Clean Air Task Force: Recommendation
This report was last updated in November 2022.
Giving Green classifies Clean Air Task Force (CATF) as one of our top recommendations to reduce climate change. CATF is a nonprofit that advocates for public policies that (1) invest in climate-protecting technologies (e.g., low-emission energy sources), (2) curb fossil fuel emissions, or (3) enact pollution regulations. Although it continues to lead on US policy advocacy, it has also scaled its work on technology innovation and commercialization to a global level.
We recommend Clean Air Task Force (CATF) because of its strong track record of policy accomplishments at the national level (including policies with bipartisan support), its growing international model, its focus on relatively neglected issue areas, the strength of its staff, and its ability to productively absorb additional funds in coming years. We previously recommended CATF in 2021 and 2020.  For more information, see our deep dive research report and a summary below.
What is Clean Air Task Force? CATF is a global nonprofit organization that advocates for technologies and policy changes that could drive down emissions and meet rising energy demand. It was founded in 1996.
What does Clean Air Task Force do? CATF uses insider policy advocacy tactics to increase federal support for technology innovation. For example, CATF advocates for nascent technologies such as superhot rock energy, advanced nuclear energy, and zero-carbon fuels. It has scaled its work on technology innovation to include global implementation and commercialization. Other policy areas CATF supports include reducing emissions of high-warming super pollutants and regulating emissions from US power plants.
How could Clean Air Task Force reduce greenhouse gases? Policies supporting climate-protecting technologies could accelerate emissions reductions by enabling widespread deployment. These policies may also have international spillover effects if other countries use these policy accomplishments as models for their own policies, or simply adopt the technologies or deployment models developed in the US. CATF’s work on curbing methane emissions and regulating power plant emissions could reduce emissions at their source.
What is Clean Air Task Force’s cost-effectiveness? In 2018, Founders Pledge conducted a cost-effectiveness analysis (CEA) of CATF’s past work and its potential future impact. Overall, we estimate CATF could plausibly be within the range of cost-effectiveness we would consider for a top recommendation. 
Is there room for more funding? Given CATF’s fundraising success, there is a fair chance that CATF could successfully achieve its future fundraising goals without money directed by Giving Green. However, we think CATF could continue to absorb more funding as it expands to new geographies and implements its policy priorities. We have some uncertainty around this, because CATF’s international work is relatively new.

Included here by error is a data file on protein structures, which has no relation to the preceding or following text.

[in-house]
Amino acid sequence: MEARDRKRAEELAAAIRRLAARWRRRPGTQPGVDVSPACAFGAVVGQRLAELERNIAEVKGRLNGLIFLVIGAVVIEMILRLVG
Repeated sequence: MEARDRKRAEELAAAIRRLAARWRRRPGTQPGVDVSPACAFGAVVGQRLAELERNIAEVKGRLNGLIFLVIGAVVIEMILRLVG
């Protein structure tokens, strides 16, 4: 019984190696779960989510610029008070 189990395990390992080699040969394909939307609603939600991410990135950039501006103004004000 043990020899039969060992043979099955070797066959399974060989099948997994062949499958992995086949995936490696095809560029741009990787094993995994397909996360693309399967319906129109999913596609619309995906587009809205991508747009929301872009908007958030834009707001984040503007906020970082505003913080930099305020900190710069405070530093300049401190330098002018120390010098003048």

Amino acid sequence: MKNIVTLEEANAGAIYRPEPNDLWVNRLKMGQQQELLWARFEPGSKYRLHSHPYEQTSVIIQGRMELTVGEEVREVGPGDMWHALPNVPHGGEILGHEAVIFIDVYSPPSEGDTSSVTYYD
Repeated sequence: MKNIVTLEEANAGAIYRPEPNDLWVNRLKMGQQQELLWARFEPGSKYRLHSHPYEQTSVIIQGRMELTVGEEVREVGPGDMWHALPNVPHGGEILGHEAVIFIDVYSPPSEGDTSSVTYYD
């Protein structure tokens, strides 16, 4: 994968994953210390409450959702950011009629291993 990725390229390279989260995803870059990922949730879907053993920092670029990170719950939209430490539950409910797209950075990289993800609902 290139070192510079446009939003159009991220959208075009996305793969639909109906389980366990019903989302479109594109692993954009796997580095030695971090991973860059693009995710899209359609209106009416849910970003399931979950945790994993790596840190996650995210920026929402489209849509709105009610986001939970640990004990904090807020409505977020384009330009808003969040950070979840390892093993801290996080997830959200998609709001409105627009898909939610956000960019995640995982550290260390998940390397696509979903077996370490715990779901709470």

Are there major co-benefits or adverse effects? CATF’s co-benefits and adverse effects are primarily linked to the technologies it promotes. As an example, you can read more about the co-benefits and adverse effects of nuclear power in our deep dive report on nuclear power.
Key uncertainties and open questions: Key uncertainties include CATF’s room for more funding, whether it can repeat its prior success in new geographies, and its partial focus on short-lived climate pollutants. Short-lived climate pollutants can be extremely potent in the short-term, but we are less certain about how to measure and compare their longer-term effects to those of CO2.  As an initial attempt to explore part of this uncertainty, we wrote a preliminary short-lived climate pollutants report in April 2022, which we think is fairly simplistic and does not take into account some new evidence.  We plan to assess this further in 2023.
Bottom line / next steps: We classify CATF as one of our top recommendations to reduce climate change. We believe donations to CATF are within the range of the most cost-effective giving opportunities we have identified, and could additionally increase its organizational growth trajectory. We plan to continue to assess our key uncertainties, and believe that we will be able to substantially improve our understanding of the severity and importance of these uncertainties as CATF executes its strategies in 2023.
Clean Air Task Force is a 501(c)(3) tax-exempt organization in the United States. As Giving Green is part of IDinsight Inc., which is itself a charitable, tax-exempt organization, we are only offering an opinion on the charitable activities of Clean Air Task Force, and not on CATF Action. This is a non-partisan analysis (study or research) and is provided for educational purposes.
 We do not have an archived version of our 2020 report saved to the Wayback Machine.
 As a heuristic to guide our research prioritization, we consider something to plausibly be within the range of cost-effectiveness we would consider for a top recommendation if its estimated cost-effectiveness is within an order of magnitude of $1/tCO2e (i.e., less than $10/tCO2e).
 “[Short-lived climate pollutants] persist for a short time in the atmosphere but can be extremely potent in terms of their global warming potential compared to long-lasting greenhouse gases such as CO2.” World Bank: Short-Lived Climate Pollutants, 2014.
 For example, it doesn’t take into account emerging evidence on “tipping elements” (e.g., McKay et al 2022) or how reducing short-term warming could “bend the curve” on longer-term warming (e.g., Carmichael et al 2013).https://www.givinggreen.earth/mitigation-research/nuclear-power